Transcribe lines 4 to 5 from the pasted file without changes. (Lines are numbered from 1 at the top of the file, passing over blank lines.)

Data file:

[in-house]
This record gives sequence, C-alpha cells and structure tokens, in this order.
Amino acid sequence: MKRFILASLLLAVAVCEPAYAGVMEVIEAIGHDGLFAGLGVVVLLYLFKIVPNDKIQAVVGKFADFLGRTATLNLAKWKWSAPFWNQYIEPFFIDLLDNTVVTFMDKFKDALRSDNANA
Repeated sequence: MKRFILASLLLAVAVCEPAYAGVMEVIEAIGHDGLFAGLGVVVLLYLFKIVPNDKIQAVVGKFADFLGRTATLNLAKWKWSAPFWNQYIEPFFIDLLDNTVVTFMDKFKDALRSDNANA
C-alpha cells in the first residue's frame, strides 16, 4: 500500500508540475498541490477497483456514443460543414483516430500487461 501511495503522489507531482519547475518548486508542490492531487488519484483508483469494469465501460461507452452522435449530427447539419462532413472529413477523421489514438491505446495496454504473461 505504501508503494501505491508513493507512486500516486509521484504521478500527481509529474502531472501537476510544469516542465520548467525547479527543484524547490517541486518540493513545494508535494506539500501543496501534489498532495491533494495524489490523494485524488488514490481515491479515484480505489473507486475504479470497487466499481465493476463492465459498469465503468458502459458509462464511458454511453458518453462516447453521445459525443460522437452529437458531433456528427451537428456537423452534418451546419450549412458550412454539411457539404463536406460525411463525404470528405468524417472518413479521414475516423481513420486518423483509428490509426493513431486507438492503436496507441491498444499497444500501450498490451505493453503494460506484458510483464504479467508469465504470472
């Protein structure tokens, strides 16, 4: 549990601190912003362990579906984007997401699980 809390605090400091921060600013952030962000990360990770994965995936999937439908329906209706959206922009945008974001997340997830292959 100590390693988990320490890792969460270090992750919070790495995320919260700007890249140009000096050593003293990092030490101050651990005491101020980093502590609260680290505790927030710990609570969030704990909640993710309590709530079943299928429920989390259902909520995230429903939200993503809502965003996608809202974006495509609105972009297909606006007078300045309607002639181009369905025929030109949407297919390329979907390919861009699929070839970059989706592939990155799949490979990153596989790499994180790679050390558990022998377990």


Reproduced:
Repeated sequence: MKRFILASLLLAVAVCEPAYAGVMEVIEAIGHDGLFAGLGVVVLLYLFKIVPNDKIQAVVGKFADFLGRTATLNLAKWKWSAPFWNQYIEPFFIDLLDNTVVTFMDKFKDALRSDNANA
C-alpha cells in the first residue's frame, strides 16, 4: 500500500508540475498541490477497483456514443460543414483516430500487461 501511495503522489507531482519547475518548486508542490492531487488519484483508483469494469465501460461507452452522435449530427447539419462532413472529413477523421489514438491505446495496454504473461 505504501508503494501505491508513493507512486500516486509521484504521478500527481509529474502531472501537476510544469516542465520548467525547479527543484524547490517541486518540493513545494508535494506539500501543496501534489498532495491533494495524489490523494485524488488514490481515491479515484480505489473507486475504479470497487466499481465493476463492465459498469465503468458502459458509462464511458454511453458518453462516447453521445459525443460522437452529437458531433456528427451537428456537423452534418451546419450549412458550412454539411457539404463536406460525411463525404470528405468524417472518413479521414475516423481513420486518423483509428490509426493513431486507438492503436496507441491498444499497444500501450498490451505493453503494460506484458510483464504479467508469465504470472